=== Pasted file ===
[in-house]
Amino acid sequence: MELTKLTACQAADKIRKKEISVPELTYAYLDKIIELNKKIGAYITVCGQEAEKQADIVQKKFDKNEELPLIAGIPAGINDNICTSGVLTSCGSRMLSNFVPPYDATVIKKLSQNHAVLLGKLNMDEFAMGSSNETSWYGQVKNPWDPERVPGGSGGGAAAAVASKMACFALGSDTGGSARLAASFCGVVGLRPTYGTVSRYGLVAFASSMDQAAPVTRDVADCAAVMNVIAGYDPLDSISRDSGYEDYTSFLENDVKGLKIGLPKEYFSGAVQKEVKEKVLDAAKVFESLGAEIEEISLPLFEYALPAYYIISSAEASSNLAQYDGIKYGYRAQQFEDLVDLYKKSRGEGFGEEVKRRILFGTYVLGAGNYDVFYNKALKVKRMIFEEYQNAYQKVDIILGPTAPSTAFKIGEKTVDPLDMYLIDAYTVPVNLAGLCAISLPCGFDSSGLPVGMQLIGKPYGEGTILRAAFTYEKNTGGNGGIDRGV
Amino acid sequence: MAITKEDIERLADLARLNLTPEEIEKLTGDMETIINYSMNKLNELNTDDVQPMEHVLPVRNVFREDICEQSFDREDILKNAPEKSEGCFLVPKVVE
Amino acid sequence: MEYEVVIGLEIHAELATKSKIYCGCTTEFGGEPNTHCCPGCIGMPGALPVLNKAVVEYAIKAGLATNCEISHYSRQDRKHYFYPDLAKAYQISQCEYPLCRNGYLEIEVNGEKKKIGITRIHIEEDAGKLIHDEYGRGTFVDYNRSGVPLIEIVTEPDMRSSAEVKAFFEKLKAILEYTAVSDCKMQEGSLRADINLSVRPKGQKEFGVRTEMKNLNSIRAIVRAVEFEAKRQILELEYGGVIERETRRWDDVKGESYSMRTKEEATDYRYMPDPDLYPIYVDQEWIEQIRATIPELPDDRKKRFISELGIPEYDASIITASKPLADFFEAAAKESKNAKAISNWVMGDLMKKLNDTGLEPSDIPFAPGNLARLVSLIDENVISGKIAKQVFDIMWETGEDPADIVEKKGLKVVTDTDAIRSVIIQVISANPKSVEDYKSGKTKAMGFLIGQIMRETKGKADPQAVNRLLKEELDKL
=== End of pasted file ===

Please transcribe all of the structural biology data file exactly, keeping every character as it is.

[in-house]
Amino acid sequence: MELTKLTACQAADKIRKKEISVPELTYAYLDKIIELNKKIGAYITVCGQEAEKQADIVQKKFDKNEELPLIAGIPAGINDNICTSGVLTSCGSRMLSNFVPPYDATVIKKLSQNHAVLLGKLNMDEFAMGSSNETSWYGQVKNPWDPERVPGGSGGGAAAAVASKMACFALGSDTGGSARLAASFCGVVGLRPTYGTVSRYGLVAFASSMDQAAPVTRDVADCAAVMNVIAGYDPLDSISRDSGYEDYTSFLENDVKGLKIGLPKEYFSGAVQKEVKEKVLDAAKVFESLGAEIEEISLPLFEYALPAYYIISSAEASSNLAQYDGIKYGYRAQQFEDLVDLYKKSRGEGFGEEVKRRILFGTYVLGAGNYDVFYNKALKVKRMIFEEYQNAYQKVDIILGPTAPSTAFKIGEKTVDPLDMYLIDAYTVPVNLAGLCAISLPCGFDSSGLPVGMQLIGKPYGEGTILRAAFTYEKNTGGNGGIDRGV
Amino acid sequence: MAITKEDIERLADLARLNLTPEEIEKLTGDMETIINYSMNKLNELNTDDVQPMEHVLPVRNVFREDICEQSFDREDILKNAPEKSEGCFLVPKVVE
Amino acid sequence: MEYEVVIGLEIHAELATKSKIYCGCTTEFGGEPNTHCCPGCIGMPGALPVLNKAVVEYAIKAGLATNCEISHYSRQDRKHYFYPDLAKAYQISQCEYPLCRNGYLEIEVNGEKKKIGITRIHIEEDAGKLIHDEYGRGTFVDYNRSGVPLIEIVTEPDMRSSAEVKAFFEKLKAILEYTAVSDCKMQEGSLRADINLSVRPKGQKEFGVRTEMKNLNSIRAIVRAVEFEAKRQILELEYGGVIERETRRWDDVKGESYSMRTKEEATDYRYMPDPDLYPIYVDQEWIEQIRATIPELPDDRKKRFISELGIPEYDASIITASKPLADFFEAAAKESKNAKAISNWVMGDLMKKLNDTGLEPSDIPFAPGNLARLVSLIDENVISGKIAKQVFDIMWETGEDPADIVEKKGLKVVTDTDAIRSVIIQVISANPKSVEDYKSGKTKAMGFLIGQIMRETKGKADPQAVNRLLKEELDKL